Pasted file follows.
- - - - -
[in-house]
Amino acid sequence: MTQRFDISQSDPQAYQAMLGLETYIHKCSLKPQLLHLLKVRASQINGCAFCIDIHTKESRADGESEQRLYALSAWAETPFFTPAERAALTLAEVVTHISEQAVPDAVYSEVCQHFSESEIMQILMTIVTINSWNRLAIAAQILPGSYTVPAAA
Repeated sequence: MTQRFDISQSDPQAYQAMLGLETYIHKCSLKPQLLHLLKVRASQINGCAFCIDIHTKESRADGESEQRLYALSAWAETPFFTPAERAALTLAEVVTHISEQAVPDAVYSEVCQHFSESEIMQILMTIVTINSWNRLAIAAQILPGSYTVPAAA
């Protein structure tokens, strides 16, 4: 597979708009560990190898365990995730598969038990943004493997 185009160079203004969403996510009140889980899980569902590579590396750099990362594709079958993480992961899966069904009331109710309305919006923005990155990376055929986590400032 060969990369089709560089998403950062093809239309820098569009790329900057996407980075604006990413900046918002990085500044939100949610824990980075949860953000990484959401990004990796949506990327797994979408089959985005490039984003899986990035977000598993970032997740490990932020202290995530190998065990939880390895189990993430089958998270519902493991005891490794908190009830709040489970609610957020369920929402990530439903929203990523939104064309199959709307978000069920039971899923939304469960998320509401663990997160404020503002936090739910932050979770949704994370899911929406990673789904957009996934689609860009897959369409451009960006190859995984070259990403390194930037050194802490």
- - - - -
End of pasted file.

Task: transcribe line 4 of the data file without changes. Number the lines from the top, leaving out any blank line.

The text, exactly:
């Protein structure tokens, strides 16, 4: 597979708009560990190898365990995730598969038990943004493997 185009160079203004969403996510009140889980899980569902590579590396750099990362594709079958993480992961899966069904009331109710309305919006923005990155990376055929986590400032 060969990369089709560089998403950062093809239309820098569009790329900057996407980075604006990413900046918002990085500044939100949610824990980075949860953000990484959401990004990796949506990327797994979408089959985005490039984003899986990035977000598993970032997740490990932020202290995530190998065990939880390895189990993430089958998270519902493991005891490794908190009830709040489970609610957020369920929402990530439903929203990523939104064309199959709307978000069920039971899923939304469960998320509401663990997160404020503002936090739910932050979770949704994370899911929406990673789904957009996934689609860009897959369409451009960006190859995984070259990403390194930037050194802490």